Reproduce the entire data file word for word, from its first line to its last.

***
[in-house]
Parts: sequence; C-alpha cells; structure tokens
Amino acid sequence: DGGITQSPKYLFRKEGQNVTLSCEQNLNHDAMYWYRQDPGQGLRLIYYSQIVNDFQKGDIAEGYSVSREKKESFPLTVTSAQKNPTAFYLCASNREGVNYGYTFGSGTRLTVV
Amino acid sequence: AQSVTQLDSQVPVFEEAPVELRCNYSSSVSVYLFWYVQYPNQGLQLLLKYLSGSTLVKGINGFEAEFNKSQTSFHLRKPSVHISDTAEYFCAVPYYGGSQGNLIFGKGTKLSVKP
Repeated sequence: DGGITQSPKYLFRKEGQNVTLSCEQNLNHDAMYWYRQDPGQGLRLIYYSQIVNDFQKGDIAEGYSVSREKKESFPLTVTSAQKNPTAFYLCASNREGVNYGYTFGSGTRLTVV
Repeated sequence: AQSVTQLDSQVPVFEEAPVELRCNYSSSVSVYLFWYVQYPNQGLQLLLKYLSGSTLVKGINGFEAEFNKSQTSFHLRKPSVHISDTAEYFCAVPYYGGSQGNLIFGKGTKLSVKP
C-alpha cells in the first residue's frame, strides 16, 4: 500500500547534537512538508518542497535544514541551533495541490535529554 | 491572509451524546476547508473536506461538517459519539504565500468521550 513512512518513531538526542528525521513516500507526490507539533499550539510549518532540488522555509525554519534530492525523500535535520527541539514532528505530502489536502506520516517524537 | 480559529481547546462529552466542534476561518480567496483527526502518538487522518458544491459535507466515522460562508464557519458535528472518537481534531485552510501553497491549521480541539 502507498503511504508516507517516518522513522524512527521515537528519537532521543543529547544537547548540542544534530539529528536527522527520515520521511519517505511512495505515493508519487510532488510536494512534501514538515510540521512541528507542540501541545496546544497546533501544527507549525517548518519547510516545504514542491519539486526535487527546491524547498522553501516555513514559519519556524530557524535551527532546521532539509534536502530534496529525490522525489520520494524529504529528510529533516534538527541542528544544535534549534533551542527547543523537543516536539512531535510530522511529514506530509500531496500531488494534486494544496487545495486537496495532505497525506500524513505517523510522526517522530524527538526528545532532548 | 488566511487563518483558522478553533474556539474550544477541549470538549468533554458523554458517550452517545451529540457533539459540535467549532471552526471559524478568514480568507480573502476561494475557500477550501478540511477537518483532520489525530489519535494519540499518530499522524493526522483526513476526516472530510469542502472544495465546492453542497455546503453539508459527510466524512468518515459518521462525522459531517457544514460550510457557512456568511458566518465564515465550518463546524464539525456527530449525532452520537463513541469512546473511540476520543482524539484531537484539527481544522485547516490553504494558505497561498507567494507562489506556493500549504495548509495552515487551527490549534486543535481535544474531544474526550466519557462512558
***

[in-house]
Parts: sequence; C-alpha cells; structure tokens
Amino acid sequence: DGGITQSPKYLFRKEGQNVTLSCEQNLNHDAMYWYRQDPGQGLRLIYYSQIVNDFQKGDIAEGYSVSREKKESFPLTVTSAQKNPTAFYLCASNREGVNYGYTFGSGTRLTVV
Amino acid sequence: AQSVTQLDSQVPVFEEAPVELRCNYSSSVSVYLFWYVQYPNQGLQLLLKYLSGSTLVKGINGFEAEFNKSQTSFHLRKPSVHISDTAEYFCAVPYYGGSQGNLIFGKGTKLSVKP
Repeated sequence: DGGITQSPKYLFRKEGQNVTLSCEQNLNHDAMYWYRQDPGQGLRLIYYSQIVNDFQKGDIAEGYSVSREKKESFPLTVTSAQKNPTAFYLCASNREGVNYGYTFGSGTRLTVV
Repeated sequence: AQSVTQLDSQVPVFEEAPVELRCNYSSSVSVYLFWYVQYPNQGLQLLLKYLSGSTLVKGINGFEAEFNKSQTSFHLRKPSVHISDTAEYFCAVPYYGGSQGNLIFGKGTKLSVKP
C-alpha cells in the first residue's frame, strides 16, 4: 500500500547534537512538508518542497535544514541551533495541490535529554 | 491572509451524546476547508473536506461538517459519539504565500468521550 513512512518513531538526542528525521513516500507526490507539533499550539510549518532540488522555509525554519534530492525523500535535520527541539514532528505530502489536502506520516517524537 | 480559529481547546462529552466542534476561518480567496483527526502518538487522518458544491459535507466515522460562508464557519458535528472518537481534531485552510501553497491549521480541539 502507498503511504508516507517516518522513522524512527521515537528519537532521543543529547544537547548540542544534530539529528536527522527520515520521511519517505511512495505515493508519487510532488510536494512534501514538515510540521512541528507542540501541545496546544497546533501544527507549525517548518519547510516545504514542491519539486526535487527546491524547498522553501516555513514559519519556524530557524535551527532546521532539509534536502530534496529525490522525489520520494524529504529528510529533516534538527541542528544544535534549534533551542527547543523537543516536539512531535510530522511529514506530509500531496500531488494534486494544496487545495486537496495532505497525506500524513505517523510522526517522530524527538526528545532532548 | 488566511487563518483558522478553533474556539474550544477541549470538549468533554458523554458517550452517545451529540457533539459540535467549532471552526471559524478568514480568507480573502476561494475557500477550501478540511477537518483532520489525530489519535494519540499518530499522524493526522483526513476526516472530510469542502472544495465546492453542497455546503453539508459527510466524512468518515459518521462525522459531517457544514460550510457557512456568511458566518465564515465550518463546524464539525456527530449525532452520537463513541469512546473511540476520543482524539484531537484539527481544522485547516490553504494558505497561498507567494507562489506556493500549504495548509495552515487551527490549534486543535481535544474531544474526550466519557462512558